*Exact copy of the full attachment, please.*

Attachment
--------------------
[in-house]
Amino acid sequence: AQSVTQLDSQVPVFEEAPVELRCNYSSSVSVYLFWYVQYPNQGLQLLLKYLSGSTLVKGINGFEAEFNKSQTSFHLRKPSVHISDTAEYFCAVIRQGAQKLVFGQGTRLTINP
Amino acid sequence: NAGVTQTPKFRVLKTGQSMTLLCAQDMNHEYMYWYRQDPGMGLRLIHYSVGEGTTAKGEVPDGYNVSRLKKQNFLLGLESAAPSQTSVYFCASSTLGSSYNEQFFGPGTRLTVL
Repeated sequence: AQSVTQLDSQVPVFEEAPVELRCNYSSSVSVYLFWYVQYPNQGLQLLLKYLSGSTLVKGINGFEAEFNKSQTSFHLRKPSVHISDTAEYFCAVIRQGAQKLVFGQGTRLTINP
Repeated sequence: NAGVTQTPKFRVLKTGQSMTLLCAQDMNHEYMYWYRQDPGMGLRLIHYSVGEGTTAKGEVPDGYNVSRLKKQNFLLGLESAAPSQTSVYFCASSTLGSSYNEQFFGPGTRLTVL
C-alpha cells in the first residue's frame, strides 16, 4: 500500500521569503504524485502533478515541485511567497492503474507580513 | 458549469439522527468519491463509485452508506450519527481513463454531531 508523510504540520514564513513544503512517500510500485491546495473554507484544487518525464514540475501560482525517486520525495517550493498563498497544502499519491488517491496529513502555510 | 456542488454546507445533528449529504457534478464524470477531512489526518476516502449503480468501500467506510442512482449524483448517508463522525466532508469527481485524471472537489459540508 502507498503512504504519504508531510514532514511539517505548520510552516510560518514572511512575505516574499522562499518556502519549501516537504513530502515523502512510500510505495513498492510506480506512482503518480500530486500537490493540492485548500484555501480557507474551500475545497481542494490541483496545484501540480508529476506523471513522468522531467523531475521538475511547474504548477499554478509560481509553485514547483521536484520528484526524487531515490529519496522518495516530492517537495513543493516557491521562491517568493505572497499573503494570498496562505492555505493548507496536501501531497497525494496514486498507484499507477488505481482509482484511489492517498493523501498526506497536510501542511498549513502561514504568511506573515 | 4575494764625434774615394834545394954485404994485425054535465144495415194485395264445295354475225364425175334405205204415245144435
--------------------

[in-house]
Amino acid sequence: AQSVTQLDSQVPVFEEAPVELRCNYSSSVSVYLFWYVQYPNQGLQLLLKYLSGSTLVKGINGFEAEFNKSQTSFHLRKPSVHISDTAEYFCAVIRQGAQKLVFGQGTRLTINP
Amino acid sequence: NAGVTQTPKFRVLKTGQSMTLLCAQDMNHEYMYWYRQDPGMGLRLIHYSVGEGTTAKGEVPDGYNVSRLKKQNFLLGLESAAPSQTSVYFCASSTLGSSYNEQFFGPGTRLTVL
Repeated sequence: AQSVTQLDSQVPVFEEAPVELRCNYSSSVSVYLFWYVQYPNQGLQLLLKYLSGSTLVKGINGFEAEFNKSQTSFHLRKPSVHISDTAEYFCAVIRQGAQKLVFGQGTRLTINP
Repeated sequence: NAGVTQTPKFRVLKTGQSMTLLCAQDMNHEYMYWYRQDPGMGLRLIHYSVGEGTTAKGEVPDGYNVSRLKKQNFLLGLESAAPSQTSVYFCASSTLGSSYNEQFFGPGTRLTVL
C-alpha cells in the first residue's frame, strides 16, 4: 500500500521569503504524485502533478515541485511567497492503474507580513 | 458549469439522527468519491463509485452508506450519527481513463454531531 508523510504540520514564513513544503512517500510500485491546495473554507484544487518525464514540475501560482525517486520525495517550493498563498497544502499519491488517491496529513502555510 | 456542488454546507445533528449529504457534478464524470477531512489526518476516502449503480468501500467506510442512482449524483448517508463522525466532508469527481485524471472537489459540508 502507498503512504504519504508531510514532514511539517505548520510552516510560518514572511512575505516574499522562499518556502519549501516537504513530502515523502512510500510505495513498492510506480506512482503518480500530486500537490493540492485548500484555501480557507474551500475545497481542494490541483496545484501540480508529476506523471513522468522531467523531475521538475511547474504548477499554478509560481509553485514547483521536484520528484526524487531515490529519496522518495516530492517537495513543493516557491521562491517568493505572497499573503494570498496562505492555505493548507496536501501531497497525494496514486498507484499507477488505481482509482484511489492517498493523501498526506497536510501542511498549513502561514504568511506573515 | 4575494764625434774615394834545394954485404994485425054535465144495415194485395264445295354475225364425175334405205204415245144435